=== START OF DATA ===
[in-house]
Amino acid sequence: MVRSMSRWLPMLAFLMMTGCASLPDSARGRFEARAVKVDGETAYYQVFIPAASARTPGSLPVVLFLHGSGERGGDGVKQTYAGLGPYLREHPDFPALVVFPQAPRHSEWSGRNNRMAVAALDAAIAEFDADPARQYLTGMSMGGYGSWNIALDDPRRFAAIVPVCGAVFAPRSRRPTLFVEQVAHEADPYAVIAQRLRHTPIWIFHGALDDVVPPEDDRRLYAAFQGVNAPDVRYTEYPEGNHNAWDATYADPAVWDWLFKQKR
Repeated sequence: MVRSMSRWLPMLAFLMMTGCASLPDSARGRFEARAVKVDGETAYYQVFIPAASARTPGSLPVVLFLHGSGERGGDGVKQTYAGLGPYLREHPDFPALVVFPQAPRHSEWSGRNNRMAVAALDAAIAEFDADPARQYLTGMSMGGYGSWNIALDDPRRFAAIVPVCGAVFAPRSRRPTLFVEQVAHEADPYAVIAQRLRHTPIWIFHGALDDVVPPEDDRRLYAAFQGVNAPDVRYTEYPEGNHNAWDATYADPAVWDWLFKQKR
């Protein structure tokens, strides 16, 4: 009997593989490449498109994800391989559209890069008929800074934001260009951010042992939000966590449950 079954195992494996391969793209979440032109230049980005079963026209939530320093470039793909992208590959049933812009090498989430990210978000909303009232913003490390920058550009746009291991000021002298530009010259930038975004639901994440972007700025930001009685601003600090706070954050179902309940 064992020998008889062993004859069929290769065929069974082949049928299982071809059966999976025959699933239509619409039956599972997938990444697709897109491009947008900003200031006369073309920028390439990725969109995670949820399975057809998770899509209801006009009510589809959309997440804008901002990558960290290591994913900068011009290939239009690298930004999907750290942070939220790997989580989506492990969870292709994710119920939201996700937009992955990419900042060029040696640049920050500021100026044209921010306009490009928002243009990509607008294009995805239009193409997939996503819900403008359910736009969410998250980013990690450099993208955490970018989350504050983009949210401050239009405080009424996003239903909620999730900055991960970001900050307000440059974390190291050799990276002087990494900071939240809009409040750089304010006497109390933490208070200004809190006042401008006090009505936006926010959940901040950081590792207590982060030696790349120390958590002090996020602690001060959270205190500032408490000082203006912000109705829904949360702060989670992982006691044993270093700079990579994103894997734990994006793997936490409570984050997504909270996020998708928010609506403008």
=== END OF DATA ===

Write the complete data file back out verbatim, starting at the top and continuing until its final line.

[in-house]
Amino acid sequence: MVRSMSRWLPMLAFLMMTGCASLPDSARGRFEARAVKVDGETAYYQVFIPAASARTPGSLPVVLFLHGSGERGGDGVKQTYAGLGPYLREHPDFPALVVFPQAPRHSEWSGRNNRMAVAALDAAIAEFDADPARQYLTGMSMGGYGSWNIALDDPRRFAAIVPVCGAVFAPRSRRPTLFVEQVAHEADPYAVIAQRLRHTPIWIFHGALDDVVPPEDDRRLYAAFQGVNAPDVRYTEYPEGNHNAWDATYADPAVWDWLFKQKR
Repeated sequence: MVRSMSRWLPMLAFLMMTGCASLPDSARGRFEARAVKVDGETAYYQVFIPAASARTPGSLPVVLFLHGSGERGGDGVKQTYAGLGPYLREHPDFPALVVFPQAPRHSEWSGRNNRMAVAALDAAIAEFDADPARQYLTGMSMGGYGSWNIALDDPRRFAAIVPVCGAVFAPRSRRPTLFVEQVAHEADPYAVIAQRLRHTPIWIFHGALDDVVPPEDDRRLYAAFQGVNAPDVRYTEYPEGNHNAWDATYADPAVWDWLFKQKR
């Protein structure tokens, strides 16, 4: 009997593989490449498109994800391989559209890069008929800074934001260009951010042992939000966590449950 079954195992494996391969793209979440032109230049980005079963026209939530320093470039793909992208590959049933812009090498989430990210978000909303009232913003490390920058550009746009291991000021002298530009010259930038975004639901994440972007700025930001009685601003600090706070954050179902309940 064992020998008889062993004859069929290769065929069974082949049928299982071809059966999976025959699933239509619409039956599972997938990444697709897109491009947008900003200031006369073309920028390439990725969109995670949820399975057809998770899509209801006009009510589809959309997440804008901002990558960290290591994913900068011009290939239009690298930004999907750290942070939220790997989580989506492990969870292709994710119920939201996700937009992955990419900042060029040696640049920050500021100026044209921010306009490009928002243009990509607008294009995805239009193409997939996503819900403008359910736009969410998250980013990690450099993208955490970018989350504050983009949210401050239009405080009424996003239903909620999730900055991960970001900050307000440059974390190291050799990276002087990494900071939240809009409040750089304010006497109390933490208070200004809190006042401008006090009505936006926010959940901040950081590792207590982060030696790349120390958590002090996020602690001060959270205190500032408490000082203006912000109705829904949360702060989670992982006691044993270093700079990579994103894997734990994006793997936490409570984050997504909270996020998708928010609506403008």